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Discussion Starter · #1 ·
I was just about to buy another .38 snubbie when I spotted a new Kahr CW9 for about $350.00. I own a PM9 and like it a lot.

The CW9 is a 7-shot, less expensive version of the P9 which has the 3.5" barrel and weighs about 16 ounces. The trigger was nice, I was a bit surprised.

The CW9 has conventional rifling compared to the P9's match-grad polygonal rifling. I guess that's the most crucial difference.
Other than that it has less machining.

There is a $200 price difference in these two pistols.

Does anyone know how big a deal the match grade rifling makes?

I'm going through a revolver/snub phase, but I'm wondering if this might be more practical as a convenient, lightweight car pistol.

Thanks so much.
 

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I can't tell you that I've experienced the difference between the conventional rifling and the polygonal "rifling", but the increased velocity provided by the polygonal barrels sure makes me happy with my P9 Covert.

I don't know what I'd do for a dedicated "car gun" (probably get something surplus like a 6906 for less than either Kahr), but I've reached a point in my life where I like paying a bit extra to get a "better" product.

Anyway, that might not be of any help to you in your dilemma, but it constitutes my thoughts on the matter. :)
 

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Discussion Starter · #3 ·
I know what you mean Erich. Still I've seen some used guns (not a 6906) for more than this little new Kahr. Presently I have a Springfield XD 9 in my car, it's just a little heavy to pop in a pocket. I'm just puzzled aobut that polygonal barrel.
 
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You're worried about match grade accuracy in a gun expressly designed for concealed carry?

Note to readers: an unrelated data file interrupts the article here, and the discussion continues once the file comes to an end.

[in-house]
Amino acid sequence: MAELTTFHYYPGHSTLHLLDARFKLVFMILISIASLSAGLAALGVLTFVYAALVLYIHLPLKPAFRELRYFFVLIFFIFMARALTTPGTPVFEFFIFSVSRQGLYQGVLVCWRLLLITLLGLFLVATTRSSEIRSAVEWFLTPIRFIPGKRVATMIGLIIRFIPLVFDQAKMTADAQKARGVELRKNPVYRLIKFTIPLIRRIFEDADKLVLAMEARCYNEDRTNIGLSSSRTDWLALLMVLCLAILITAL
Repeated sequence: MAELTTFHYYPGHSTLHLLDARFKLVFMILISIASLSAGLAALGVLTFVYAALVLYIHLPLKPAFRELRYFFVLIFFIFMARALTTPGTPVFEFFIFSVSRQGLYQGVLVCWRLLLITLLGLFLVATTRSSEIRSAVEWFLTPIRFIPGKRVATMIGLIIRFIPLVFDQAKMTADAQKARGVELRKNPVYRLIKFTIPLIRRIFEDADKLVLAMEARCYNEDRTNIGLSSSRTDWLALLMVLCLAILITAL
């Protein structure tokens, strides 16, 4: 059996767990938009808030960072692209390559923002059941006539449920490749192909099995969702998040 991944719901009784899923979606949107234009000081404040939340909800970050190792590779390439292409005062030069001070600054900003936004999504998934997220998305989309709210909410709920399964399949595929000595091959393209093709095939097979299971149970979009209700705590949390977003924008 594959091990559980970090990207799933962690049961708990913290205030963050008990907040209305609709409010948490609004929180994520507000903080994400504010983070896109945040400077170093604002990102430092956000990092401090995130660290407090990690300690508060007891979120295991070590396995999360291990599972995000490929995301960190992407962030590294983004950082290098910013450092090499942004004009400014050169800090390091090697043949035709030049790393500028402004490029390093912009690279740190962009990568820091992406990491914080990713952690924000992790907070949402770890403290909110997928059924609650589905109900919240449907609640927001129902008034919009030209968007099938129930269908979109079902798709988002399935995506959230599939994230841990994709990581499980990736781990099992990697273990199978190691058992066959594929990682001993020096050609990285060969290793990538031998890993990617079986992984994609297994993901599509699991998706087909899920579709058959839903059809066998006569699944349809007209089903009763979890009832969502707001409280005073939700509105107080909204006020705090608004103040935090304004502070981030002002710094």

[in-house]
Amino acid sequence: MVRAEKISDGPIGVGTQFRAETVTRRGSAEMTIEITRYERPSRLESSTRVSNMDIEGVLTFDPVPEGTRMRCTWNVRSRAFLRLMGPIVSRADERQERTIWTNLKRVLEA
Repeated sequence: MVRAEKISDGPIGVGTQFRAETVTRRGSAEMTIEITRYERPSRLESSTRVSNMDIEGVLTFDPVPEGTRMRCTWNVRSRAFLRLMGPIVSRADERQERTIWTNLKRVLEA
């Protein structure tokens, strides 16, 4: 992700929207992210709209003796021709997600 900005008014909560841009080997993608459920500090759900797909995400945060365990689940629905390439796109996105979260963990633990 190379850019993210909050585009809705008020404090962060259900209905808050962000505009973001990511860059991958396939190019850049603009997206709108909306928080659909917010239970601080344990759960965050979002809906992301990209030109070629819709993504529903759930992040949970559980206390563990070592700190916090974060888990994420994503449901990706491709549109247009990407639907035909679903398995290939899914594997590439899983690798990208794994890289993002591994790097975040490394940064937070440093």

Do you think that you'll be able to shoot with match grade accuracy in a defensive situation?

Think it over, then make your decision.
 

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Hello. The polygonal-rifled bbls do offer a bit more velocity much of the time, but the fit of the bbl to the slide will most likely have more effect on accuracy. I would pick the model I personally liked the best and go with that. Either pistol should have pretty good mechanical accuracy based on past experiences with Kahr and more than is necessary for quick and dirty "serious" needs.

Unless weight is an overriding concern, I'd personally go with the original K9, all-steel pistols. Though I owned but one P9, it simply was not reliable with +P ammunition. The slide would lock back with rounds still in the magazine. Hopefully this has been corrected as mine was an early P9. Kahr sent a new slide stop but no improvement. The manner in which the downward spring tension is applied to the K9 and the P9 is different...or at least was in the guns I owned. This may have changed but I've not examined a P9 in a year or two so I cannot say for sure.

I have seen the polymer Kahrs that worked fine on the range but have also seen a couple that did precisely what mine did.

Best and good luck.
 

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My experience with Kahrs either steel or plastic has been unfavorable. I have not seen one that worked reliably. My P9 went back twice and never worked with anything. People keep telling me that they have one that works but I never have actually witnessed it at the IDPA BUG matches.

Polygonal rifling has to do with the shape of the lands and groves. I have never seen any accuracy differences. Glock is the premier poly barreled guns and they are accurate as combat type guns if not for match grade stuff. They shoot better than I can hold.
 

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Adguy, another reason for the price difference between the CW9 vs. the P9 is that from the factory the former only comes with ONE magazine, while the latter has two. Spare mags for the Kahrs are up to what, $30-$35 each now?

Fwiw I have a K9 and a P9. The K gets most of the range time, the P gets carried more than shot.
 
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